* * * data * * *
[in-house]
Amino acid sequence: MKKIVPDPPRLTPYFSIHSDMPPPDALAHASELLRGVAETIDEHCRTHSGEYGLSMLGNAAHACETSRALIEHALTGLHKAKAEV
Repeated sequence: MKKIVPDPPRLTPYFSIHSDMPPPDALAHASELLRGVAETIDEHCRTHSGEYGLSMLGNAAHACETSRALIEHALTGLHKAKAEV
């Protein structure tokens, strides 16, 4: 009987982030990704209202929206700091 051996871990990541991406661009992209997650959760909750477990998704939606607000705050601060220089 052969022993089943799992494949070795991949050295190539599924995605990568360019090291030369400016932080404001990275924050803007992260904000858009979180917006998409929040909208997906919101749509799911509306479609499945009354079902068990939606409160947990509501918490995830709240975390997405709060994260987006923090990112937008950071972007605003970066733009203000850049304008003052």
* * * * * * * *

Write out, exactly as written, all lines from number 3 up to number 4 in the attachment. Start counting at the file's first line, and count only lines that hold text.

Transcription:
Repeated sequence: MKKIVPDPPRLTPYFSIHSDMPPPDALAHASELLRGVAETIDEHCRTHSGEYGLSMLGNAAHACETSRALIEHALTGLHKAKAEV
């Protein structure tokens, strides 16, 4: 009987982030990704209202929206700091 051996871990990541991406661009992209997650959760909750477990998704939606607000705050601060220089 052969022993089943799992494949070795991949050295190539599924995605990568360019090291030369400016932080404001990275924050803007992260904000858009979180917006998409929040909208997906919101749509799911509306479609499945009354079902068990939606409160947990509501918490995830709240975390997405709060994260987006923090990112937008950071972007605003970066733009203000850049304008003052």